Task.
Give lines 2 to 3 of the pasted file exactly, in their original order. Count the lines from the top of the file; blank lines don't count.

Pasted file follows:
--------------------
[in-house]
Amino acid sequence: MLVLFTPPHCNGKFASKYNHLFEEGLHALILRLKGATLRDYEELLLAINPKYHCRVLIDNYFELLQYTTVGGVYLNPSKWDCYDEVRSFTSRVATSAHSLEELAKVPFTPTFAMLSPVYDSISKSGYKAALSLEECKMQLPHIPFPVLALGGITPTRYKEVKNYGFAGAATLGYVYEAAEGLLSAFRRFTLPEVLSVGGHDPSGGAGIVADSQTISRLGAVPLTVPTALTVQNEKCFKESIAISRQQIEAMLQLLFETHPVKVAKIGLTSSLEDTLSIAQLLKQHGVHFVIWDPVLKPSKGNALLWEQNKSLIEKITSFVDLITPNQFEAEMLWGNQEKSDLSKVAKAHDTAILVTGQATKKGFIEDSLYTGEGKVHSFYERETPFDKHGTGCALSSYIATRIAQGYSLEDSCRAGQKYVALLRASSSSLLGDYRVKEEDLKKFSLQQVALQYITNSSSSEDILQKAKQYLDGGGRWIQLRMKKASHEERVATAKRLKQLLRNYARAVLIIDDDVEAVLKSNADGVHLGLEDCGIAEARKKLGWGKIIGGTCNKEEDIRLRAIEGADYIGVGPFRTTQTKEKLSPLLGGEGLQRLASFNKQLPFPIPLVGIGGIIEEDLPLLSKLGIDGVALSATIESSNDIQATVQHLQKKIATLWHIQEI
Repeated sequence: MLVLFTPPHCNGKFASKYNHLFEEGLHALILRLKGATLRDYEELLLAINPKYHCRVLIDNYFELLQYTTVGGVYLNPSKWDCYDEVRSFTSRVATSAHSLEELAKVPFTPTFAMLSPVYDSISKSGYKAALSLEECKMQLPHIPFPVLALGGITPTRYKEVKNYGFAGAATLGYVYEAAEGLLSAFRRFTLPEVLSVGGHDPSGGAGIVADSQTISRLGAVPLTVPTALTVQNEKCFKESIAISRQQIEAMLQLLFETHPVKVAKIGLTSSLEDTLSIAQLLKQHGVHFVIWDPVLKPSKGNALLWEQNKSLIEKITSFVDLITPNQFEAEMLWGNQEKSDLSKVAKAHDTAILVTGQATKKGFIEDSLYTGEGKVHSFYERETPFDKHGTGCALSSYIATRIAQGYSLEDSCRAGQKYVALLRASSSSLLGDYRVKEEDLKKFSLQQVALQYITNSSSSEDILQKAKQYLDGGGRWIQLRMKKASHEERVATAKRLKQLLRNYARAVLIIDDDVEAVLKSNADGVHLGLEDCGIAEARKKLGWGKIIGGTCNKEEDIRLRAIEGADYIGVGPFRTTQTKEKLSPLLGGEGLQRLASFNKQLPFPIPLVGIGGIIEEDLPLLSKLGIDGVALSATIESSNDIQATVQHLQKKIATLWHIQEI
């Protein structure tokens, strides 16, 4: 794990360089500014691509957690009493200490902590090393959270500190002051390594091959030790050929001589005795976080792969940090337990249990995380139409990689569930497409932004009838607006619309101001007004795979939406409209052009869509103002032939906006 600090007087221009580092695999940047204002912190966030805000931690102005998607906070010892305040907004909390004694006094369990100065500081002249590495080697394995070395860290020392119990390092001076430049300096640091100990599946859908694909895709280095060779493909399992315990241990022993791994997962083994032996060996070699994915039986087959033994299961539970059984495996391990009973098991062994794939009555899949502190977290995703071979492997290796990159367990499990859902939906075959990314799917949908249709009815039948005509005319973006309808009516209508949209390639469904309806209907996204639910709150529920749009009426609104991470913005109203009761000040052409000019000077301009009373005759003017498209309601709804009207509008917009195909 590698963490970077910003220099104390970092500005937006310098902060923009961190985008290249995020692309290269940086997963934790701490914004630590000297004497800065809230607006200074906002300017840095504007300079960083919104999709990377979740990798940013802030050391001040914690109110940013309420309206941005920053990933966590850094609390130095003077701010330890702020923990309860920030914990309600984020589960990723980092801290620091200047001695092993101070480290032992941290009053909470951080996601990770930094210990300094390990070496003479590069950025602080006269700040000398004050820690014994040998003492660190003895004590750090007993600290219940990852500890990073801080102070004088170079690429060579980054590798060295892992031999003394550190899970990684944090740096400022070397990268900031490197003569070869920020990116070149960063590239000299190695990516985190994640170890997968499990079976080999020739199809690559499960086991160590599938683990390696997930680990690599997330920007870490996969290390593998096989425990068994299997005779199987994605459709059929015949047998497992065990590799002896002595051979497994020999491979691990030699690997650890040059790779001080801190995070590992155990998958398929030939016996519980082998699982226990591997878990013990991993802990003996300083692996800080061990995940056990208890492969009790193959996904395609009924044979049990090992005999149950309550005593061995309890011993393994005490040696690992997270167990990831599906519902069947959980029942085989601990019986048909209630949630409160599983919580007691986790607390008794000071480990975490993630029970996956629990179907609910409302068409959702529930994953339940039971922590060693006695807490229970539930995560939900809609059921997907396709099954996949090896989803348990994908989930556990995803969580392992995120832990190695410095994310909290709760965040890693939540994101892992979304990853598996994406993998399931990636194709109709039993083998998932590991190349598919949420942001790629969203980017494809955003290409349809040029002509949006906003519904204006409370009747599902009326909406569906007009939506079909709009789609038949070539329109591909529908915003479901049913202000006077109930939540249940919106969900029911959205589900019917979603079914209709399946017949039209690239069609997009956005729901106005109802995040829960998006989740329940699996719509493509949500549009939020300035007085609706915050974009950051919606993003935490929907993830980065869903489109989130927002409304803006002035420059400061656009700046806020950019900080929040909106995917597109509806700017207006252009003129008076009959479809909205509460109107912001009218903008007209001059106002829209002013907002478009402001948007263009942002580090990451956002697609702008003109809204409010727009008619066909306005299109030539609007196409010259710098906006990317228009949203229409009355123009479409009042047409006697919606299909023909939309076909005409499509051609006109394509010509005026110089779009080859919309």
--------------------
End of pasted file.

Amino acid sequence: MLVLFTPPHCNGKFASKYNHLFEEGLHALILRLKGATLRDYEELLLAINPKYHCRVLIDNYFELLQYTTVGGVYLNPSKWDCYDEVRSFTSRVATSAHSLEELAKVPFTPTFAMLSPVYDSISKSGYKAALSLEECKMQLPHIPFPVLALGGITPTRYKEVKNYGFAGAATLGYVYEAAEGLLSAFRRFTLPEVLSVGGHDPSGGAGIVADSQTISRLGAVPLTVPTALTVQNEKCFKESIAISRQQIEAMLQLLFETHPVKVAKIGLTSSLEDTLSIAQLLKQHGVHFVIWDPVLKPSKGNALLWEQNKSLIEKITSFVDLITPNQFEAEMLWGNQEKSDLSKVAKAHDTAILVTGQATKKGFIEDSLYTGEGKVHSFYERETPFDKHGTGCALSSYIATRIAQGYSLEDSCRAGQKYVALLRASSSSLLGDYRVKEEDLKKFSLQQVALQYITNSSSSEDILQKAKQYLDGGGRWIQLRMKKASHEERVATAKRLKQLLRNYARAVLIIDDDVEAVLKSNADGVHLGLEDCGIAEARKKLGWGKIIGGTCNKEEDIRLRAIEGADYIGVGPFRTTQTKEKLSPLLGGEGLQRLASFNKQLPFPIPLVGIGGIIEEDLPLLSKLGIDGVALSATIESSNDIQATVQHLQKKIATLWHIQEI
Repeated sequence: MLVLFTPPHCNGKFASKYNHLFEEGLHALILRLKGATLRDYEELLLAINPKYHCRVLIDNYFELLQYTTVGGVYLNPSKWDCYDEVRSFTSRVATSAHSLEELAKVPFTPTFAMLSPVYDSISKSGYKAALSLEECKMQLPHIPFPVLALGGITPTRYKEVKNYGFAGAATLGYVYEAAEGLLSAFRRFTLPEVLSVGGHDPSGGAGIVADSQTISRLGAVPLTVPTALTVQNEKCFKESIAISRQQIEAMLQLLFETHPVKVAKIGLTSSLEDTLSIAQLLKQHGVHFVIWDPVLKPSKGNALLWEQNKSLIEKITSFVDLITPNQFEAEMLWGNQEKSDLSKVAKAHDTAILVTGQATKKGFIEDSLYTGEGKVHSFYERETPFDKHGTGCALSSYIATRIAQGYSLEDSCRAGQKYVALLRASSSSLLGDYRVKEEDLKKFSLQQVALQYITNSSSSEDILQKAKQYLDGGGRWIQLRMKKASHEERVATAKRLKQLLRNYARAVLIIDDDVEAVLKSNADGVHLGLEDCGIAEARKKLGWGKIIGGTCNKEEDIRLRAIEGADYIGVGPFRTTQTKEKLSPLLGGEGLQRLASFNKQLPFPIPLVGIGGIIEEDLPLLSKLGIDGVALSATIESSNDIQATVQHLQKKIATLWHIQEI